You are a top-performing, high-achieving assistant who has accomplished much. You have the fundamentals down pat and even demonstrate advanced skill sets. So where do you go from here? What might be missing from your bag of skills? Where do you need to expand to be seen as a more valuable employee and business partner?
Here are five areas that are sure to challenge you. These are taken from my book, Who Took My Pen. . . Again?
It’s only natural this was the first chapter of the book because every action item in the book will take accountability to create success. Accountability is about being responsible and being present. We are accountable to each other and to ourselves. Even if no one is watching over your shoulder or your executive travels 90% of the time, you have to answer to yourself. When you don’t follow through—not doing your job—the department or group you support falls apart. Being an accountable person means you know this life is no dress rehearsal! This is a one-shot life, and you are giving it your all, every day.
Why is accountability important for an assistant? Credibility—your reputation is on the line. Your executives need to know that even though things shift, change, plummet, switch up or fall apart, you are the glue that will hold it together. Credibility means never cutting corners. No shirking duties.
- Whatever you talk about, you need to demonstrate. (Do you preach being on time and yet you are always late?)
- Do what you say you are going to do.
- Meet deadlines.
- Be diligent.
- Don’t make excuses. (There are reasons and then there are excuses.)
- Be future-focused—forecast what you can be accountable for. Ex: Use a comprehensive approach to the calendar. Think about the big picture.
Learn to be a change agent. A change agent is someone who adds value by strategically thinking about what has always been done. They add new thought and wisdom to mundane or critical tasks. A change agent solves problems, improves the world, sees things that are, and knows they could be better.
How can you be a change agent?
- Be a peacekeeper.
- Accept fresh, new ideas.
- Present new ideas.
- Listen for clues to what could be enhanced in your group.
- Teach yourself to think “yes” instead of “no” when listening to others’ ideas.
We are all created to be creative. We just portray it in different ways. Being creative adds value every day. Creativity improves communication, builds stronger teams, reduces costs, and increases your value to the organization.
There are some blocks to creativity, though. Watch for the following:
- Ambiguity—an overriding desire for security and order.
- Challenge—lack of; project or problem fails to engage your interest.
- Environment—physical environment stifles you.
- Judging—preference for judging ideas vs. generating them.
- Incubation—inability to relax and place an idea on the back burner.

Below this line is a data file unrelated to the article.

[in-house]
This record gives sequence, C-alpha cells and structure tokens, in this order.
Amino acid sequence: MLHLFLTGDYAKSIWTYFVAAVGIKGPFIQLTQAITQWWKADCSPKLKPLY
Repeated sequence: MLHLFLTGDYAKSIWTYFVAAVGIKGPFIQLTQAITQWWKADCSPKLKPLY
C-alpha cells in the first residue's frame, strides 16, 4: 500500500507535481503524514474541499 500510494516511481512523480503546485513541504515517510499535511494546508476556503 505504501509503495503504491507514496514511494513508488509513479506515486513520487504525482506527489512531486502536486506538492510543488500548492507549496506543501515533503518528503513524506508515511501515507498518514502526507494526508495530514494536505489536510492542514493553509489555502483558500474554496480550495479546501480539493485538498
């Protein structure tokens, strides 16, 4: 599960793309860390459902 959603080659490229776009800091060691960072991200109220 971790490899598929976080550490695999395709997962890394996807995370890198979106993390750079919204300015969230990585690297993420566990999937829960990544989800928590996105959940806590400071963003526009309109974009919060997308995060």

To help release and encourage your own creativity, do the following:
- Get comfortable with not thinking status quo.
- Quit looking for the perfect answer.
- Put your ego aside and quit worrying that other adults are going to think you are silly or frivolous.
- Study creativity.
- Place a picture by your desk that speaks to your creative side.
If you are an engaged executive assistant, you are making decisions every day, often without even realizing it. Decision-making is key for productivity and growth. Your executive relies on you to grow in this area so you can take more off their plate.
To become a better decision-maker, follow these guidelines:
- Understand the objectives and situation surrounding the issue.
- Educate yourself on your leader’s decision-making style.
- Consider potential blind spots and biases you may have. What areas are you ignorant about?
- Avoid analysis paralysis.
- Generate workable solutions.
- Think through and evaluate potential outcomes, barriers, and risk vs. advantages.
- Decide and then evaluate your decision.
- Avoid making emotional decisions, with only your heart. Use your head.
The future quickly becomes our present. Think of the future in terms of new projects, outcomes, goals, your executive’s calendar, and important upcoming events.
Also, consider trends and changes in technology. Being a future thinker will decrease your pressure and stress. For seasoned assistants, future thinking helps ensure you do not become obsolete.
But how do you anticipate the future? Read blogs, articles, and materials written by trend analysts. Studying the movers and shakers who create the curve, set the trends, and define what the future might be in a week, month, or year makes you valuable to your managers and organization.
Pay attention to the present. Observe what is going on around you, be a good listener, and read between the lines. If you keep your antenna up, you can often predict the future or anticipate what needs to be done next.
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